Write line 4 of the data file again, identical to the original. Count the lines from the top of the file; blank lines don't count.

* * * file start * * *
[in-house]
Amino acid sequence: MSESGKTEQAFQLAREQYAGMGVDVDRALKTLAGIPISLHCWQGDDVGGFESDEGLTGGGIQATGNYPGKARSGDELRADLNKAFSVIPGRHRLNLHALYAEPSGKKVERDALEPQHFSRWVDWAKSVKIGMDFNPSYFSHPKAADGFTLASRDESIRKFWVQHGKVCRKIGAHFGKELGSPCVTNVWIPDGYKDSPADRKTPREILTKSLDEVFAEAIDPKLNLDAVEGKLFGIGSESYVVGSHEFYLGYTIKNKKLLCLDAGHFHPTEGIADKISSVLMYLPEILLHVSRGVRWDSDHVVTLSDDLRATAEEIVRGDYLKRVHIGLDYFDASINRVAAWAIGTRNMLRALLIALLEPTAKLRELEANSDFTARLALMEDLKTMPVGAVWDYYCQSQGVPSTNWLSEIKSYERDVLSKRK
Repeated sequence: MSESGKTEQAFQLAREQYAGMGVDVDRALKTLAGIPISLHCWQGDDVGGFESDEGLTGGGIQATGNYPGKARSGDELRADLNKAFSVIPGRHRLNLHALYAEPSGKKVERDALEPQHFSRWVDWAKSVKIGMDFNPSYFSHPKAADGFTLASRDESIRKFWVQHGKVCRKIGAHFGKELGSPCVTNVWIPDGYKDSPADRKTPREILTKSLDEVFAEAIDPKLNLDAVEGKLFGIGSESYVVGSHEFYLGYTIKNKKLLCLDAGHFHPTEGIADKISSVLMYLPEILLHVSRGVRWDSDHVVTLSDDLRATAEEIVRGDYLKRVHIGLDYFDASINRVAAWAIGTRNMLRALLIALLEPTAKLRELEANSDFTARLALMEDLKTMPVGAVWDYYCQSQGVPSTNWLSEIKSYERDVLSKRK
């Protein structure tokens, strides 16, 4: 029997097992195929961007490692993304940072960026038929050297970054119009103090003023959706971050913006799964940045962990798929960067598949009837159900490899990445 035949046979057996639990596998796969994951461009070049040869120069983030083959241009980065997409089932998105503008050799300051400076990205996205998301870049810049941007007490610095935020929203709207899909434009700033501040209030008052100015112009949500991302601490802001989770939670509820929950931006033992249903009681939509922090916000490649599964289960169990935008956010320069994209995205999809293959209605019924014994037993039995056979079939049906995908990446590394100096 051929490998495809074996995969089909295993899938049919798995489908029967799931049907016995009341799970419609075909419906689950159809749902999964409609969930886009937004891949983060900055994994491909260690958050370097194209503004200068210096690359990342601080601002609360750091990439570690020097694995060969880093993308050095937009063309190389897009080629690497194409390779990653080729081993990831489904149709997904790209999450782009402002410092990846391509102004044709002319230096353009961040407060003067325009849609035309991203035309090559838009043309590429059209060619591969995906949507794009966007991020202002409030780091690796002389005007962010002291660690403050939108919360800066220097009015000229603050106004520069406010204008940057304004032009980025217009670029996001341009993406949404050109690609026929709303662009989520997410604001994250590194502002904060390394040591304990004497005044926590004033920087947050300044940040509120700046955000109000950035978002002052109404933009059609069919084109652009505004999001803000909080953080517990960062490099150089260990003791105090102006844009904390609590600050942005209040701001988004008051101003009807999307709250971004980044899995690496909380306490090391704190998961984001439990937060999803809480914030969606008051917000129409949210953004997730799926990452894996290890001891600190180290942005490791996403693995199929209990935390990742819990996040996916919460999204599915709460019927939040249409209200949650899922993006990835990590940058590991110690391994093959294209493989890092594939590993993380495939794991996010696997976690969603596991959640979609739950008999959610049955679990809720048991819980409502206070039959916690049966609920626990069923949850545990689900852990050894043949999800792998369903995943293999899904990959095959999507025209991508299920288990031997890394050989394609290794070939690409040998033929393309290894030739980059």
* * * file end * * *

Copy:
């Protein structure tokens, strides 16, 4: 029997097992195929961007490692993304940072960026038929050297970054119009103090003023959706971050913006799964940045962990798929960067598949009837159900490899990445 035949046979057996639990596998796969994951461009070049040869120069983030083959241009980065997409089932998105503008050799300051400076990205996205998301870049810049941007007490610095935020929203709207899909434009700033501040209030008052100015112009949500991302601490802001989770939670509820929950931006033992249903009681939509922090916000490649599964289960169990935008956010320069994209995205999809293959209605019924014994037993039995056979079939049906995908990446590394100096 051929490998495809074996995969089909295993899938049919798995489908029967799931049907016995009341799970419609075909419906689950159809749902999964409609969930886009937004891949983060900055994994491909260690958050370097194209503004200068210096690359990342601080601002609360750091990439570690020097694995060969880093993308050095937009063309190389897009080629690497194409390779990653080729081993990831489904149709997904790209999450782009402002410092990846391509102004044709002319230096353009961040407060003067325009849609035309991203035309090559838009043309590429059209060619591969995906949507794009966007991020202002409030780091690796002389005007962010002291660690403050939108919360800066220097009015000229603050106004520069406010204008940057304004032009980025217009670029996001341009993406949404050109690609026929709303662009989520997410604001994250590194502002904060390394040591304990004497005044926590004033920087947050300044940040509120700046955000109000950035978002002052109404933009059609069919084109652009505004999001803000909080953080517990960062490099150089260990003791105090102006844009904390609590600050942005209040701001988004008051101003009807999307709250971004980044899995690496909380306490090391704190998961984001439990937060999803809480914030969606008051917000129409949210953004997730799926990452894996290890001891600190180290942005490791996403693995199929209990935390990742819990996040996916919460999204599915709460019927939040249409209200949650899922993006990835990590940058590991110690391994093959294209493989890092594939590993993380495939794991996010696997976690969603596991959640979609739950008999959610049955679990809720048991819980409502206070039959916690049966609920626990069923949850545990689900852990050894043949999800792998369903995943293999899904990959095959999507025209991508299920288990031997890394050989394609290794070939690409040998033929393309290894030739980059």